(If you don’t think I think this will happen to me — ha! If I were to die tomorrow, I will be written up as “The author of Old Man’s War and Hugo winner for Redshirts;” 50 years from now I’ll be the author of Old Man’s War and other works; 100 years from now no one will read me except people doing degree work and maybe some family members. Prove me wrong, history! Prove me wrong.)

Which brings us to the final thing I’ll address in this particular piece: What it means to be dead is to be assessed. When one is dead, one is at the end of everything — there are no longer things you are going to do, or things you are doing, only the things you’ve done. Other people, pattern seekers that we are, will then look at the whole of that life to assess it and to sum it up. For some people that will be a short process — “beloved husband and father” — and for others it will take years (I suspect they will still be finding previously unknown material in Prince’s musical vaults 20 years from now, for example).

If you’re a regular person, it’s family and friends who do this assessing; if you’re a famous person and/or leave behind a notable body of work, it’ll be other people as well. With the latter, it goes into the cultural memory bank of you, and will often supplant who you were as a person — which is not a bad thing for you if who you were as a person was a real asshole or an otherwise terrible human. What is bad — and good — about a creative or historical person often is diminished because the work they leave behind is easier to apprehend and to deal with (and often, bluntly, more interesting, too).

Again, all of this is about the living, not the dead themselves, because, again, they are dead. They don’t care. They can’t care. The meaning of being dead is for the living, who will themselves be relieved of agency, assessed and remembered, and then forgotten, in turn, and so on and so on, until there is no one left who cares to assess or remember, and then to forget.

In the meantime, what it means to be dead is: Someone is still alive to give death meaning.

18 Comments on “Reader Request Week 2020 #8: What It Means to Be Dead”

  1. Today I am 80, which means (in all probability) I’m a lot closer to the Big Nothing than you. And yeah, I was nothing before 1940, and I’ll be nothing for a long time after I’m gone. As Kurt Vonnegut said, so it goes.

  2. (1) We don’t know. (2) We’re all going to find out. (3) We won’t be able to come back and tell anyone what it’s like. Personally, I am in no rush to find out.

    Or as Keanu Reeves told Stephen Colbert, when asked a similar question: “I know that the ones who love us will miss us.” That answer is good, too.

  3. One of the consequences of digital storage is that some of us will leave much more evidence of our existence than was previously possible for most people. However, the same ‘decay of attention’ will still apply…most of the time, with search engines intermittently resetting the degree of attention decay. (And then there is the difficulty of digital storage, it can be easily destroyed….which allows for the possibility of huge suddenly-appearing holes in what we know of the past….)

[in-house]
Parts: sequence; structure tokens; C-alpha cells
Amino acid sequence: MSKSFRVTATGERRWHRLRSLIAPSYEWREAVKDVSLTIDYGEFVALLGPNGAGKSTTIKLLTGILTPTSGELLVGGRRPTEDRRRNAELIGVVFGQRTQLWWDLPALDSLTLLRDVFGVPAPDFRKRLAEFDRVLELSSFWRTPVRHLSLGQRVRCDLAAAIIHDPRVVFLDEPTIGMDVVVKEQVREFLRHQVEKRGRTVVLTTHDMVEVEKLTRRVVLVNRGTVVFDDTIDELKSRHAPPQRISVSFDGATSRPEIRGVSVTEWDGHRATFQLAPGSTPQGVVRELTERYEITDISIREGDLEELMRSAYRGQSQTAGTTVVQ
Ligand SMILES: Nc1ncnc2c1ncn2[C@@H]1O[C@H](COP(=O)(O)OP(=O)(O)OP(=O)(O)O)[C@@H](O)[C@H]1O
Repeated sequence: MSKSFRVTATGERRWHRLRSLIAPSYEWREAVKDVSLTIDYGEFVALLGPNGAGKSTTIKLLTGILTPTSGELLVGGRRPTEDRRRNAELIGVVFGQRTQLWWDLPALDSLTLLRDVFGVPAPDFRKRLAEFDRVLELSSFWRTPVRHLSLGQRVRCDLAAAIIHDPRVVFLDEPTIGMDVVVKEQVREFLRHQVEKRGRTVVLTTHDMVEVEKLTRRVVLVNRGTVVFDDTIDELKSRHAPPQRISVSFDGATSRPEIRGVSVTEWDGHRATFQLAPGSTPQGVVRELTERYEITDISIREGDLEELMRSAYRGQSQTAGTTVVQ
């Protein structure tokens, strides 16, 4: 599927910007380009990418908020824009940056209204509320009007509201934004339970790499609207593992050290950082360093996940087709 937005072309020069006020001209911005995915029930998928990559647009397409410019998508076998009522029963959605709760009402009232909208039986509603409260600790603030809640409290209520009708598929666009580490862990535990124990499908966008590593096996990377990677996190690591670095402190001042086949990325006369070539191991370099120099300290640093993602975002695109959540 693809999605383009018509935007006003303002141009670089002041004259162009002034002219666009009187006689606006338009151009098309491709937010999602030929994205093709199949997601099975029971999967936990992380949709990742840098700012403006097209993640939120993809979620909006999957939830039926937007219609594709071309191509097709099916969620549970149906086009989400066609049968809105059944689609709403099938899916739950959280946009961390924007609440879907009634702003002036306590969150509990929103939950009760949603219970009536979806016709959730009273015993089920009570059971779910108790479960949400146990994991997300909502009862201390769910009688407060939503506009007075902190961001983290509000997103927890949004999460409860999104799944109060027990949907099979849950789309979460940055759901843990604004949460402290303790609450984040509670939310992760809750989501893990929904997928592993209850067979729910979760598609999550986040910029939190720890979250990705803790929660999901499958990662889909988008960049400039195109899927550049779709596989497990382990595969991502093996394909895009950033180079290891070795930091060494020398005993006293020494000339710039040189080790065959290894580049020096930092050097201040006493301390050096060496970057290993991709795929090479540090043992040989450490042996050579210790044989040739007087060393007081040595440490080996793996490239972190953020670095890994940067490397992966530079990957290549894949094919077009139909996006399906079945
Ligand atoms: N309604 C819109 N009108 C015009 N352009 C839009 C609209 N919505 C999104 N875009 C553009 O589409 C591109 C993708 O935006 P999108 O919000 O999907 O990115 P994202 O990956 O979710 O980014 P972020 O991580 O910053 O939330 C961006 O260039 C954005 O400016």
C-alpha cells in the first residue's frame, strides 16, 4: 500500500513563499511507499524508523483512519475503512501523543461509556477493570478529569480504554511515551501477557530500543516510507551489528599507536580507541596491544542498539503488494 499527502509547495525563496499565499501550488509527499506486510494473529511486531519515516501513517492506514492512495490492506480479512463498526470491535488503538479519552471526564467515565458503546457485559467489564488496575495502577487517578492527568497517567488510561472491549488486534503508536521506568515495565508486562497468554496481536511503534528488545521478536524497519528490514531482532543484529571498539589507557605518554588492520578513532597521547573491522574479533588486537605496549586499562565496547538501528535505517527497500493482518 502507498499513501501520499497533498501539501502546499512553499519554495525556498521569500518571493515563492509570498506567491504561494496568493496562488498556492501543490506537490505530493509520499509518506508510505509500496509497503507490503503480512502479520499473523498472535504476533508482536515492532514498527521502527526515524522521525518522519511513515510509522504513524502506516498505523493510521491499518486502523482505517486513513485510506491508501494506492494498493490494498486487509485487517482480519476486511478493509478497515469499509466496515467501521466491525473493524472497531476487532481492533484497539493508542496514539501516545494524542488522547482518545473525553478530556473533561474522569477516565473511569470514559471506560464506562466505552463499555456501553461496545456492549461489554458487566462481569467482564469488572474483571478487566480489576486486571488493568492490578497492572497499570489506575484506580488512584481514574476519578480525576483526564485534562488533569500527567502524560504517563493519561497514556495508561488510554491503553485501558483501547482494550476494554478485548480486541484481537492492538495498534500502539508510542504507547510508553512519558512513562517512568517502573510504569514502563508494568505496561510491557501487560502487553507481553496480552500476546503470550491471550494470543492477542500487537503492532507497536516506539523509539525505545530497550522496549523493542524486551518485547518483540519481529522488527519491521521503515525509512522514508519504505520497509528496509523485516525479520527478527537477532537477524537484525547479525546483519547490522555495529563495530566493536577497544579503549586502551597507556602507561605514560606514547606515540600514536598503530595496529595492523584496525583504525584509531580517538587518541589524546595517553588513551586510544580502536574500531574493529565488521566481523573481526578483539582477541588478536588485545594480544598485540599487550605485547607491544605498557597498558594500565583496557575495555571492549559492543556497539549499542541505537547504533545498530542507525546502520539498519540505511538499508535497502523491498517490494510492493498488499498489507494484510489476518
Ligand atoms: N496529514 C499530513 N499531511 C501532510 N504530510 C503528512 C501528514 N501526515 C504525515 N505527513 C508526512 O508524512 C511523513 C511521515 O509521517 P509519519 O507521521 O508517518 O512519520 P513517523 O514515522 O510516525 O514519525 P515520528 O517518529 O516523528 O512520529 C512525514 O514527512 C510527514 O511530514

4. Yesterday, I would have not even been responding to this. Because I have never had an original thought in my life, as far as I am aware. TODAY, on the other hand, a) I have something to say, and b) my wife is intensely annoyed with me, and by extension with YOU. Because I giggled uncontrollably almost all night.
    I quite literally had to go get a shop towel because of the copious amounts of salty water my eyeholes were gushing.
    Huma Lagos.
    “I’ll be dead and I won’t give a shit. If I’m at home my children will decide what to do with it. It’ll probably be liquification since that’s the standard for Ikoyi habitats, but they could prop it up with sticks and twirl my corpse around like a puppet for all I care.”

    HOLY SHIT that’s funny.

  5. You put into words my exact feelings about death as it relates to living.

    While the history of humanity is useful to the living, the history of the individual is of little portent except to those who remember them.

    I suppose we can only hope the memories we leave behind are mostly good ones, maybe even useful ones.

  6. I find it incredibly ironic that you chose an illustration by Gustave Dore to include with this essay. He’s only been nothing for a little under 160 years

  7. I agree that death is a concept for us higher beings. Another concept is immortality. An author at a convention said that the reason vampires have such not-nice lives is to make the rest of us feel OK with being mortal.

    My favourite book for (4.5 out of 5 at goodreads) exploring folks being desperate for immortality was the four short stories (nicely re-written to fit the collection) by James Gunn called The Immortals.

    Reading The Immortals at a formative age, all I could do, besides saying it was silly to be desperate, was agree with the disturbed character in a Heinlein novel who said we all live the same amount because we all live in the present. … Of course I save money for retirement, but still, I am grateful for the present. (And grateful to live in a G-8 country with socialized medicine)

  8. My mother recently passed away so the whole concept of death and if there is something afterward has been on my mind. From what we know in science there is no proof of any existence after death. However, science also thinks that most of the universe is made of dark energy and dark matter, neither of which we have figured out how to measure.